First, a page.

There are those who delight in the light.  I will confess I am one of them.  The daytime look here-sumptuous.  The night time look-electric.

This client has small children.  The mudroom door-this is their front door.  A dog, and a few pots dressed for the season-appropriate to the occasion.

We had occasion to obtain a number of French made baskets with leather handles.  Not that you could spot those handles here, but they finish this basket in a very beautiful way.  I am sure the original intent never involved a winter container arrangement. 

How beautiful and comfortable they look at this front door.  Though the arrangement is simple and subdued, the overall shapes are generous and clear.

This 19th century white painted wirework planter is a garden ornament/container that organizes this entire garden.  For the winter, an arrangement that is just as serious as the planter.  I am particularly pleased about how this looks-and will look-all winter.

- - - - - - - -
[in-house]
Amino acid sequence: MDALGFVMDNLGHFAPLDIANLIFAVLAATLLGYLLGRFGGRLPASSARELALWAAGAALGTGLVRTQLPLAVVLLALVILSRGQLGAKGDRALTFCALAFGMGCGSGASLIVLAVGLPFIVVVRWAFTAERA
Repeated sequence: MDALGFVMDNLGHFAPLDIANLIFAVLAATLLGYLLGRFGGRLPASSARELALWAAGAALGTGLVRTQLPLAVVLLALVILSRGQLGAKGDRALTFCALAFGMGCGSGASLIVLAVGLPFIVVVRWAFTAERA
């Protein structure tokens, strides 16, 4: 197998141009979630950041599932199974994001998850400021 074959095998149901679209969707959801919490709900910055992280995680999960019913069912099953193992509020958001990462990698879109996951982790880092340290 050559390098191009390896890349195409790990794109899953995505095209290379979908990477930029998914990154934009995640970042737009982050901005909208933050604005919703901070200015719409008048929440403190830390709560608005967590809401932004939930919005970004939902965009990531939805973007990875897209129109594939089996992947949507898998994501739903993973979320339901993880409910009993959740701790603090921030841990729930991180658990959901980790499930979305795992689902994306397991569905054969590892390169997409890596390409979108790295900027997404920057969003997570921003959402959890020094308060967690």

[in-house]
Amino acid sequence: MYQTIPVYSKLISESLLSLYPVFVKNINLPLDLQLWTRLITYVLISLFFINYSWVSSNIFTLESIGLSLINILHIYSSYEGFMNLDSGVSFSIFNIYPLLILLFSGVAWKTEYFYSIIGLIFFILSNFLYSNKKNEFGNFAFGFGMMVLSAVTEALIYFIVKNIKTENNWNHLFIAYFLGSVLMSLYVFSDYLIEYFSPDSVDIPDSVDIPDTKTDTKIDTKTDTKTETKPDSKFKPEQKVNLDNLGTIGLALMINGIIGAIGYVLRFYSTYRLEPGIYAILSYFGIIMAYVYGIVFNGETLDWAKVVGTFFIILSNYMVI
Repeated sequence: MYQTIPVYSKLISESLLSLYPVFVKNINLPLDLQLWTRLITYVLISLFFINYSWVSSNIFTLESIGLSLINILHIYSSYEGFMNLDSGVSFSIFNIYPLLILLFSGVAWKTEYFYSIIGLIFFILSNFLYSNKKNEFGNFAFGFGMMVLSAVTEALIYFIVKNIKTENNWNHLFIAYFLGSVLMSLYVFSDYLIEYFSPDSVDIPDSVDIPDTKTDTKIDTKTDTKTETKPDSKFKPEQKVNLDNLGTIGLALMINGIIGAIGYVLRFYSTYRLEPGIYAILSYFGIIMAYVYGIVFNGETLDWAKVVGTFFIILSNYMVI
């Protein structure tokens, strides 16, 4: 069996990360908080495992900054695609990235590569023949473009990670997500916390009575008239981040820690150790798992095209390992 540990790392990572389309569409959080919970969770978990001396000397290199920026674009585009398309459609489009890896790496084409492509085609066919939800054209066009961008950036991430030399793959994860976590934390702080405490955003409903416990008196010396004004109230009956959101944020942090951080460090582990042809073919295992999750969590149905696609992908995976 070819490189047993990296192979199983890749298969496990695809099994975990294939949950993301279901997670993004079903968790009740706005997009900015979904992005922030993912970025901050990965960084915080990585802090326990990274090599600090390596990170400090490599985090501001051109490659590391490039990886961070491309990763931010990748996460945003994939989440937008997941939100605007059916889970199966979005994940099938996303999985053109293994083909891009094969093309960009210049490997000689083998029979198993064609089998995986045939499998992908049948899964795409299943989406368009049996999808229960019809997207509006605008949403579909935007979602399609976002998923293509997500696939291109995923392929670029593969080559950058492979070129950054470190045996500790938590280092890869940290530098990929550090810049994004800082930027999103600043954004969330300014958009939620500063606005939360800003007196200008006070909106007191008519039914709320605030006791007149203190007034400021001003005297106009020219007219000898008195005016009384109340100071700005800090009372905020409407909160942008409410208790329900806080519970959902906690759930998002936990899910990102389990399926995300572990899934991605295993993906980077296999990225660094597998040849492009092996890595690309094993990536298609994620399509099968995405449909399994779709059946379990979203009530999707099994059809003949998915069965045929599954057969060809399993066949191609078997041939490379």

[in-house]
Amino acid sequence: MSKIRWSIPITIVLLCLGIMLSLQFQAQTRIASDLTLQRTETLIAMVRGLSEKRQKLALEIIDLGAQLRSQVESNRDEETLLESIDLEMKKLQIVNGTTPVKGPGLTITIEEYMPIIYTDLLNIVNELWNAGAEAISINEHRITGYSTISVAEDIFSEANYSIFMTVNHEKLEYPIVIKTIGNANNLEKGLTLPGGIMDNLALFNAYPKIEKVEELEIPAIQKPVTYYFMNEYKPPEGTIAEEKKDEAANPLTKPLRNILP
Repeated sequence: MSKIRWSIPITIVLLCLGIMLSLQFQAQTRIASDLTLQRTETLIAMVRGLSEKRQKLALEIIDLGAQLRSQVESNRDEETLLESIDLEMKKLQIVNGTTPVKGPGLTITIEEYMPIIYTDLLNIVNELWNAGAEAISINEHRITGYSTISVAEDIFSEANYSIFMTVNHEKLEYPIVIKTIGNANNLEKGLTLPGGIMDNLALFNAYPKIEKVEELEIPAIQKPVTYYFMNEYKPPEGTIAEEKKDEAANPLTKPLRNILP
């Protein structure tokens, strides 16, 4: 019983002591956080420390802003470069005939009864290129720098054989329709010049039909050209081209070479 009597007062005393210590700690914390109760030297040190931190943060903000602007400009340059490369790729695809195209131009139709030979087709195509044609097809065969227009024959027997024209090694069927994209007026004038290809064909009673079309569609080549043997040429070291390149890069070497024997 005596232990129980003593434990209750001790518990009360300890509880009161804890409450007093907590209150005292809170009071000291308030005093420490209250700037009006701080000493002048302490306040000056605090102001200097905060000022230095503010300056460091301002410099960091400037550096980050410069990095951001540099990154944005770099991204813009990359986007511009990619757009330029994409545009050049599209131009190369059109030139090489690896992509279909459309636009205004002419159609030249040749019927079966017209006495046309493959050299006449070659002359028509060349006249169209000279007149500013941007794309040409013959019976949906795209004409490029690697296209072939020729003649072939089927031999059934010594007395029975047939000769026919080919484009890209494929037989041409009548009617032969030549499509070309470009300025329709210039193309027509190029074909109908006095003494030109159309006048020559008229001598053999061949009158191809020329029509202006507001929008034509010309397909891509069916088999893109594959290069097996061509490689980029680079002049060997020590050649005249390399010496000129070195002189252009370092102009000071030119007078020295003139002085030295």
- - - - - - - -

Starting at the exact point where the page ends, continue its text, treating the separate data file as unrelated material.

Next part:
These mossed topiary sculptures in French pots add a graceful note to this massive stone fireplace.  They will be a welcome and personal note-all winter long.

The shape and size of a container, and the location of those containers, provides plenty of clues about how to shape and size an arrangement.  

This client has beautiful terra cotta pots that sit on this porch during the summer months.  In the winter, we fill fiber pots with twigs and greens.  Very simple and uncomplicated, yes.  What would be complicated would be the idea of living with this massive porch all winter long-bare.

Michigan winter weather adds its own touch to every winter container arrangement.  This is why we construct them to withstand whatever nature has to dish out.  We might get a dusting of snow.  We might be buried in it. 

Eucalyptus is a plant whose stems and leaves are amenable to absorbing color, and preservative.  I would not want to do without this material over my winter.  A winter container stuffed full of eucalyptus-not too dressy or dramatic.  Just warm.